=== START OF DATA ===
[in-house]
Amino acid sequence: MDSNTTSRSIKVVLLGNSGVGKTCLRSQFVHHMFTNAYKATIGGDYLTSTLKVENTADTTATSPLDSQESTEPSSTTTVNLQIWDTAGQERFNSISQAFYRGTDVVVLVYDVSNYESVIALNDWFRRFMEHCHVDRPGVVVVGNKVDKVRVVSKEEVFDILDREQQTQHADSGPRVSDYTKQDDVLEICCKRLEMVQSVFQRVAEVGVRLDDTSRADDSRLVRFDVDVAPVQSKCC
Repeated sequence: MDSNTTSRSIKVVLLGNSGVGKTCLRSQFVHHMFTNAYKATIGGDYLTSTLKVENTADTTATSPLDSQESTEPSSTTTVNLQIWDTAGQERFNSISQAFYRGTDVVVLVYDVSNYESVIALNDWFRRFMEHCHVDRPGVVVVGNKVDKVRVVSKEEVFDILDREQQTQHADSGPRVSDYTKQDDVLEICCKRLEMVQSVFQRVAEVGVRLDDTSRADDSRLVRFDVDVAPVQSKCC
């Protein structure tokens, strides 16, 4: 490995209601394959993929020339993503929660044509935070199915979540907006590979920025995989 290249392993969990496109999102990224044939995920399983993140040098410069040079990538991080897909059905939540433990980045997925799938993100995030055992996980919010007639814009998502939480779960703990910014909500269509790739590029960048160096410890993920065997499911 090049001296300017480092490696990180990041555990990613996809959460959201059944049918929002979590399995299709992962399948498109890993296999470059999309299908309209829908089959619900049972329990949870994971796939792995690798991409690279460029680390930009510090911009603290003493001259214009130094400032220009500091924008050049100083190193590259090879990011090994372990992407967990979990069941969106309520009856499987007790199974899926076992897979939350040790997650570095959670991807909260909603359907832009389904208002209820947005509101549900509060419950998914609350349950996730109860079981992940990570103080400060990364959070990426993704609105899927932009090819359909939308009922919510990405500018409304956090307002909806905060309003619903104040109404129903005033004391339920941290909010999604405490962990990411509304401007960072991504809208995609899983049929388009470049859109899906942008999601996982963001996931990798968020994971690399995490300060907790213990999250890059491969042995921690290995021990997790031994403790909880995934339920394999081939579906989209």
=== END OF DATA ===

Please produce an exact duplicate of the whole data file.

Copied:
[in-house]
Amino acid sequence: MDSNTTSRSIKVVLLGNSGVGKTCLRSQFVHHMFTNAYKATIGGDYLTSTLKVENTADTTATSPLDSQESTEPSSTTTVNLQIWDTAGQERFNSISQAFYRGTDVVVLVYDVSNYESVIALNDWFRRFMEHCHVDRPGVVVVGNKVDKVRVVSKEEVFDILDREQQTQHADSGPRVSDYTKQDDVLEICCKRLEMVQSVFQRVAEVGVRLDDTSRADDSRLVRFDVDVAPVQSKCC
Repeated sequence: MDSNTTSRSIKVVLLGNSGVGKTCLRSQFVHHMFTNAYKATIGGDYLTSTLKVENTADTTATSPLDSQESTEPSSTTTVNLQIWDTAGQERFNSISQAFYRGTDVVVLVYDVSNYESVIALNDWFRRFMEHCHVDRPGVVVVGNKVDKVRVVSKEEVFDILDREQQTQHADSGPRVSDYTKQDDVLEICCKRLEMVQSVFQRVAEVGVRLDDTSRADDSRLVRFDVDVAPVQSKCC
């Protein structure tokens, strides 16, 4: 490995209601394959993929020339993503929660044509935070199915979540907006590979920025995989 290249392993969990496109999102990224044939995920399983993140040098410069040079990538991080897909059905939540433990980045997925799938993100995030055992996980919010007639814009998502939480779960703990910014909500269509790739590029960048160096410890993920065997499911 090049001296300017480092490696990180990041555990990613996809959460959201059944049918929002979590399995299709992962399948498109890993296999470059999309299908309209829908089959619900049972329990949870994971796939792995690798991409690279460029680390930009510090911009603290003493001259214009130094400032220009500091924008050049100083190193590259090879990011090994372990992407967990979990069941969106309520009856499987007790199974899926076992897979939350040790997650570095959670991807909260909603359907832009389904208002209820947005509101549900509060419950998914609350349950996730109860079981992940990570103080400060990364959070990426993704609105899927932009090819359909939308009922919510990405500018409304956090307002909806905060309003619903104040109404129903005033004391339920941290909010999604405490962990990411509304401007960072991504809208995609899983049929388009470049859109899906942008999601996982963001996931990798968020994971690399995490300060907790213990999250890059491969042995921690290995021990997790031994403790909880995934339920394999081939579906989209």